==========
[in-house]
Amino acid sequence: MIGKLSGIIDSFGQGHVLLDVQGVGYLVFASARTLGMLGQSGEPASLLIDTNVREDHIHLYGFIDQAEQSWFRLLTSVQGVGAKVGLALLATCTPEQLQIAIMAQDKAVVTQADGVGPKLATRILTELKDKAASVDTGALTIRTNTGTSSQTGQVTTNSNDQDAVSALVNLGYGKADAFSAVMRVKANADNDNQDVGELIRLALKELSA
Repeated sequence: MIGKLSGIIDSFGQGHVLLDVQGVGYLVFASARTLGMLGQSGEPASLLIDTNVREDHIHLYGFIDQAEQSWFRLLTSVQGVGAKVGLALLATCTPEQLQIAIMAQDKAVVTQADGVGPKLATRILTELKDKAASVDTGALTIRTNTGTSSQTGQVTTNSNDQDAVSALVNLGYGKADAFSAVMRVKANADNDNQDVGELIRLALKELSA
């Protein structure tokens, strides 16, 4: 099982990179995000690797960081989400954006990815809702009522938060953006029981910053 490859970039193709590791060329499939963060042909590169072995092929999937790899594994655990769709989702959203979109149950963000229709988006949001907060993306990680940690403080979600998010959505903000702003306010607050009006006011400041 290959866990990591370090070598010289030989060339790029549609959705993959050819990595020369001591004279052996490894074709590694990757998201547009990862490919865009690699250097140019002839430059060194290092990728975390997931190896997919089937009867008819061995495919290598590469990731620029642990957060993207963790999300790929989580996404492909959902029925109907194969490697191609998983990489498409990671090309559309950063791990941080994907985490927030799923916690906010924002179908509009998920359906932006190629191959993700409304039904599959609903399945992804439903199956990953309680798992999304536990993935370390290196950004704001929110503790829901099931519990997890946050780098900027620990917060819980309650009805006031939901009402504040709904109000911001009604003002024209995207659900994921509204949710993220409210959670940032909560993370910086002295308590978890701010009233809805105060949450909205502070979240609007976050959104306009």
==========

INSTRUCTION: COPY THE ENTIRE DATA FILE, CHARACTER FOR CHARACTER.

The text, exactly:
[in-house]
Amino acid sequence: MIGKLSGIIDSFGQGHVLLDVQGVGYLVFASARTLGMLGQSGEPASLLIDTNVREDHIHLYGFIDQAEQSWFRLLTSVQGVGAKVGLALLATCTPEQLQIAIMAQDKAVVTQADGVGPKLATRILTELKDKAASVDTGALTIRTNTGTSSQTGQVTTNSNDQDAVSALVNLGYGKADAFSAVMRVKANADNDNQDVGELIRLALKELSA
Repeated sequence: MIGKLSGIIDSFGQGHVLLDVQGVGYLVFASARTLGMLGQSGEPASLLIDTNVREDHIHLYGFIDQAEQSWFRLLTSVQGVGAKVGLALLATCTPEQLQIAIMAQDKAVVTQADGVGPKLATRILTELKDKAASVDTGALTIRTNTGTSSQTGQVTTNSNDQDAVSALVNLGYGKADAFSAVMRVKANADNDNQDVGELIRLALKELSA
């Protein structure tokens, strides 16, 4: 099982990179995000690797960081989400954006990815809702009522938060953006029981910053 490859970039193709590791060329499939963060042909590169072995092929999937790899594994655990769709989702959203979109149950963000229709988006949001907060993306990680940690403080979600998010959505903000702003306010607050009006006011400041 290959866990990591370090070598010289030989060339790029549609959705993959050819990595020369001591004279052996490894074709590694990757998201547009990862490919865009690699250097140019002839430059060194290092990728975390997931190896997919089937009867008819061995495919290598590469990731620029642990957060993207963790999300790929989580996404492909959902029925109907194969490697191609998983990489498409990671090309559309950063791990941080994907985490927030799923916690906010924002179908509009998920359906932006190629191959993700409304039904599959609903399945992804439903199956990953309680798992999304536990993935370390290196950004704001929110503790829901099931519990997890946050780098900027620990917060819980309650009805006031939901009402504040709904109000911001009604003002024209995207659900994921509204949710993220409210959670940032909560993370910086002295308590978890701010009233809805105060949450909205502070979240609007976050959104306009």